The signal came to head out.  Zadkiel and Aniel as section leaders were equipped with a GPS [Gloria Positioning System].  Zadkiel confident of what he thought would be the stopping place entered the location for the Temple.  Aniel, just as certain for her prediction, entered “Rome.” However, as they got closer to earth, the Angel of the Lord texted the actual coordinates.  The voice on Zadkiel’s and Aniel’s GPS cried out, “Recalculating! Recalculating!”  How could they both be wrong?  Dismayed, they followed the directional arrow to the final destination, but it was a field with sheep and shepherds.  Both Zadkiel and Aniel tapped their screens, hoping to correct the obviously bad connection.  This was the wrong place with the wrong people.  Shepherds were undesirables, unclean and living outside the city where dirty people belonged.  They often illegally grazed their flocks on land that didn’t belong to them.  And their animals were involved in a financial scheme with the Temple priests that charged high prices for exclusive sacrifices to God.

Surely they must have taken a wrong turn. Then the Angel of the Lord spoke directly to the shepherds, announcing good news of great joy for all the people.  Born this day is a Savior, the Messiah, the Lord. The Heavenly Hosts Choir on cue launched into a song of praise. “Glory to God in the highest heaven, and on earth peace among those whom he favors!”  It wasn’t a wrong turn after all.  These lowly ones understood the meaning of the message and immediately spread that message to others, the message of how the earth would be forever set in motion for God’s new direction for humanity.  Where God is leading us is the way of embrace for the lost and the lowly, the downtrodden and the abandoned, the discarded and the dirty.  God’s saving love finds us where we often don’t think it can exist. This Christmas, how will you let the Angel of the Lord recalculate where God is found in your life, especially in the places you would never expect?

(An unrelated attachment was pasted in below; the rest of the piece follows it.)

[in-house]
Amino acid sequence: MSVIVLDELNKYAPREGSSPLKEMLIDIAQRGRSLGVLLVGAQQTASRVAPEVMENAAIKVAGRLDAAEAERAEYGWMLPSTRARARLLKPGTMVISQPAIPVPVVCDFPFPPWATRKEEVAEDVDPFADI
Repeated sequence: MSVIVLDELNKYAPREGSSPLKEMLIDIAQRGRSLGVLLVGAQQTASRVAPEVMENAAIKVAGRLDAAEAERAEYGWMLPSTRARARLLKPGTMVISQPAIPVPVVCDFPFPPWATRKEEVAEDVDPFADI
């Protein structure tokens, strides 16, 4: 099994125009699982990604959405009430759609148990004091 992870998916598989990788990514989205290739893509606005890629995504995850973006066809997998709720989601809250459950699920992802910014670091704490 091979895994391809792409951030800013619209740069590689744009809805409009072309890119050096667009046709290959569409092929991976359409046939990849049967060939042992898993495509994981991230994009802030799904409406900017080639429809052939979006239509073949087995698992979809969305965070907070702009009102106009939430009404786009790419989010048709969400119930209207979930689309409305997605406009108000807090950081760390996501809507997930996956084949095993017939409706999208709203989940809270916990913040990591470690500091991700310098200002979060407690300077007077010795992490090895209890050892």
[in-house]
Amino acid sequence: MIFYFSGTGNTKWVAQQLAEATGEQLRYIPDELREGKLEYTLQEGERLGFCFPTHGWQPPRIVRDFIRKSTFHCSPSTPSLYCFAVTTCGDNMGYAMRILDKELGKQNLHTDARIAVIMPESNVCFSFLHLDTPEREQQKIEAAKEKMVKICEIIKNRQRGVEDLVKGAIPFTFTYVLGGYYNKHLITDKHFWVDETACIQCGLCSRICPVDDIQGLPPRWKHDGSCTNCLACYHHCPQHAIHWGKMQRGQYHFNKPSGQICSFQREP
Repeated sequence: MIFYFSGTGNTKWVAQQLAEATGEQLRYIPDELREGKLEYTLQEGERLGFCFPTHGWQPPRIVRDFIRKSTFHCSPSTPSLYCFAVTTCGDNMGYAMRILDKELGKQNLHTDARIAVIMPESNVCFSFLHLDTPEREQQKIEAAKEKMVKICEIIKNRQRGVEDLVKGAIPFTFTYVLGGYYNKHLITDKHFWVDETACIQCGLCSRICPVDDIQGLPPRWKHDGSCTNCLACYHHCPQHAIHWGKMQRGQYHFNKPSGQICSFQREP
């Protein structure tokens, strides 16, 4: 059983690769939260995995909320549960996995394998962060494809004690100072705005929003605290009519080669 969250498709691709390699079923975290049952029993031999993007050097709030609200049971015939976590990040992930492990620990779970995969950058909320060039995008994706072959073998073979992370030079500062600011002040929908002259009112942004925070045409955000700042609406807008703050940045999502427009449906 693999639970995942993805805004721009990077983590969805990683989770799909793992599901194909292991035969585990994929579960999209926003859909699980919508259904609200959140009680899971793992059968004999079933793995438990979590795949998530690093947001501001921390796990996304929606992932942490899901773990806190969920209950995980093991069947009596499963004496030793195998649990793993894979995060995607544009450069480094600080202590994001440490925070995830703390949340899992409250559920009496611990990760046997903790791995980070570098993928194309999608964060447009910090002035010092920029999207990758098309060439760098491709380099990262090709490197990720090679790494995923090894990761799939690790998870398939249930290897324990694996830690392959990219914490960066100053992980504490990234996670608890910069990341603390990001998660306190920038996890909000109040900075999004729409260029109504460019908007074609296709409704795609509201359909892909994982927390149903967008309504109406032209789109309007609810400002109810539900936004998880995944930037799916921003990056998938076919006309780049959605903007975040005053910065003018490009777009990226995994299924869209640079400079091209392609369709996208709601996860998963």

Living the Beatitudes (Ministry Blog – For the Love of Kids)

For the Love of Kids: Living the Beatitudes

The Beatitudes are the teaching of Jesus from his Sermon on the Mount, Mathew 5:1-10. In our ministry we see the light of Jesus in every interaction we have with the children of God. If you have not read any of our prior blogs, the For the Love of Kids Ministry works with children in group home foster care. We minister to them at least once a week, showing love and compassion through games, classes, projects, outings and retreats. We have 30 girls in three group homes ranging in age from 13 – 19 years old. When they age out, or have to leave the homes, we try to maintain contact and offer support, but sadly that usually doesn’t come to a happy ending. Less than 25% of kids in group home foster care graduate from high school, even fewer utilize the systems in place to assist them in any advanced or technical educational programs. Thus, sad to say that most will end up on the streets or in jail. We have over 20 wonderful volunteer ministers within our ministry, But we need more, with more we can do more, we can help more. You could easily affect change in a child’s life forever with just a smile, a kind hello or words of encouragement.

BLESSED ARE THE POOR IN SPIRIT, FOR THEIRS IS THE KINDOM OF HEAVEN

Blessed are the poor in spirit, or we could say blessed are the burdened, the downtrodden. This is a story of a wonderful young lady we met just before her 15th birthday. Amaigh had a look in her eye, a forlorn look, distant, not believing that anyone could help. That September she wanted to join the junior police force in Phoenix. She needed a ride to the initial sign up meeting so we took her, twice. She aced the testing but could never get all her paperwork together. The school let her down, they didn’t have all her records. The house mom said it would be too hard to get her there every Saturday. She was very defeated, again.

The more time we spent with Amaigh the more she opened up about her past. Bouncing from family member to foster care, back to family, only to be rejected again and sent back to foster care. Now she felt too old for any family to want her, almost 15.

On her 15th birthday she told me “Wow, I didn’t think I would make it to be 15.” This wasn’t the first time I heard this kind of statement from a child, but it never makes it any easier to hear. The feeling that they don’t have a future, and no sense of belonging is what leads so many children down the road to alcohol, drugs, and babies making babies.

Amaigh now 18 has been an integral part of the atmosphere of the home, the leader. Her calming presence is felt by everyone who lives or visits the home. She has taken part in 4 Teen Life Retreats, she has spilled her guts to the world in an effort to help others realize the pitfalls of her life have made her stronger. She has this pride, a power about her “I am going to make it”.

Amaigh will graduate this year from high school at the top of her class. She is so excited to see the future ahead of her. Already accepted into NAU, UA, but she will be attending her true first choice ASU to study Forensic Science. We are so proud of her, she has come so far, such a bright future.